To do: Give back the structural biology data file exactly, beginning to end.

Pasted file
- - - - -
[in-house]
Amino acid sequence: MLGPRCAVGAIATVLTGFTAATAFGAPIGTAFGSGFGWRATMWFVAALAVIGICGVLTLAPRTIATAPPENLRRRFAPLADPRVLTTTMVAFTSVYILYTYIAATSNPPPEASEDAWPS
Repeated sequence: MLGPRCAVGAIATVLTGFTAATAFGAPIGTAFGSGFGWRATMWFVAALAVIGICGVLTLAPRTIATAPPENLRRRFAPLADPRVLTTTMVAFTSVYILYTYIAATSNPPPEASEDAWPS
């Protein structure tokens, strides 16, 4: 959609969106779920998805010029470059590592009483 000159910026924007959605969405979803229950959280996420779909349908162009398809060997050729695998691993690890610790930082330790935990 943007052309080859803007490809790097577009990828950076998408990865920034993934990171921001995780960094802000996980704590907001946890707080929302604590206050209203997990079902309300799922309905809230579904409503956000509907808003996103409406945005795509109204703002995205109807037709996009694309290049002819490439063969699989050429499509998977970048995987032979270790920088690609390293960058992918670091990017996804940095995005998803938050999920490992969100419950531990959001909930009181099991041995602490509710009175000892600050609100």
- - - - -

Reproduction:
[in-house]
Amino acid sequence: MLGPRCAVGAIATVLTGFTAATAFGAPIGTAFGSGFGWRATMWFVAALAVIGICGVLTLAPRTIATAPPENLRRRFAPLADPRVLTTTMVAFTSVYILYTYIAATSNPPPEASEDAWPS
Repeated sequence: MLGPRCAVGAIATVLTGFTAATAFGAPIGTAFGSGFGWRATMWFVAALAVIGICGVLTLAPRTIATAPPENLRRRFAPLADPRVLTTTMVAFTSVYILYTYIAATSNPPPEASEDAWPS
């Protein structure tokens, strides 16, 4: 959609969106779920998805010029470059590592009483 000159910026924007959605969405979803229950959280996420779909349908162009398809060997050729695998691993690890610790930082330790935990 943007052309080859803007490809790097577009990828950076998408990865920034993934990171921001995780960094802000996980704590907001946890707080929302604590206050209203997990079902309300799922309905809230579904409503956000509907808003996103409406945005795509109204703002995205109807037709996009694309290049002819490439063969699989050429499509998977970048995987032979270790920088690609390293960058992918670091990017996804940095995005998803938050999920490992969100419950531990959001909930009181099991041995602490509710009175000892600050609100």